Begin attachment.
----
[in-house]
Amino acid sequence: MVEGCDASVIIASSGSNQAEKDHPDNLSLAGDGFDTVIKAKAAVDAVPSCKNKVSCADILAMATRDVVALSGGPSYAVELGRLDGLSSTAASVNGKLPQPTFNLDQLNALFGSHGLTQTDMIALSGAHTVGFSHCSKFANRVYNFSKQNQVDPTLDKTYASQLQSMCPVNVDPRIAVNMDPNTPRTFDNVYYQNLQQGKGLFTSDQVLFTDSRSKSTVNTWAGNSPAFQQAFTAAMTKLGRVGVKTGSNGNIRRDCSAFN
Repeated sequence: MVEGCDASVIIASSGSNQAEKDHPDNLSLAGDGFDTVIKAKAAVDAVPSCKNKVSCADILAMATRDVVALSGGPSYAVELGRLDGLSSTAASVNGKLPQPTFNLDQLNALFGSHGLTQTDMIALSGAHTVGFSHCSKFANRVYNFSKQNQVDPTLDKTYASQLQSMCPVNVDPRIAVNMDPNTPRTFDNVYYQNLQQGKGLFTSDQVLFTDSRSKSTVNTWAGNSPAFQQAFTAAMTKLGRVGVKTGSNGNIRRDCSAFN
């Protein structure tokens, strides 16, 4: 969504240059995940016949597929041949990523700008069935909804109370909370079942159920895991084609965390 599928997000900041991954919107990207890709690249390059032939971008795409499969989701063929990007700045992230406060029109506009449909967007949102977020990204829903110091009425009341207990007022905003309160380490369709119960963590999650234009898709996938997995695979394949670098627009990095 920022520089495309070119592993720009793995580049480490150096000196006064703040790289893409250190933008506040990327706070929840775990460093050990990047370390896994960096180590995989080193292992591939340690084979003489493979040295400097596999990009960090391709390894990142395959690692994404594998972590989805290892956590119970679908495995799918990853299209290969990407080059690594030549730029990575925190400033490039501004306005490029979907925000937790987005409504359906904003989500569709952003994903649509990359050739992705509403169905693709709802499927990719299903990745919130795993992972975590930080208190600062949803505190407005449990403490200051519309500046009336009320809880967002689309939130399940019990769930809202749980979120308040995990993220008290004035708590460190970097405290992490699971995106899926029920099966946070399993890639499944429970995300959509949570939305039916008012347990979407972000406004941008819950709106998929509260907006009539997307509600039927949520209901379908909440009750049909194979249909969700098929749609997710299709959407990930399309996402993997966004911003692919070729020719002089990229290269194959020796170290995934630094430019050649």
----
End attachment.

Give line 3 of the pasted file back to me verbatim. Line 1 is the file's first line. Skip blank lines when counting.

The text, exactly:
Repeated sequence: MVEGCDASVIIASSGSNQAEKDHPDNLSLAGDGFDTVIKAKAAVDAVPSCKNKVSCADILAMATRDVVALSGGPSYAVELGRLDGLSSTAASVNGKLPQPTFNLDQLNALFGSHGLTQTDMIALSGAHTVGFSHCSKFANRVYNFSKQNQVDPTLDKTYASQLQSMCPVNVDPRIAVNMDPNTPRTFDNVYYQNLQQGKGLFTSDQVLFTDSRSKSTVNTWAGNSPAFQQAFTAAMTKLGRVGVKTGSNGNIRRDCSAFN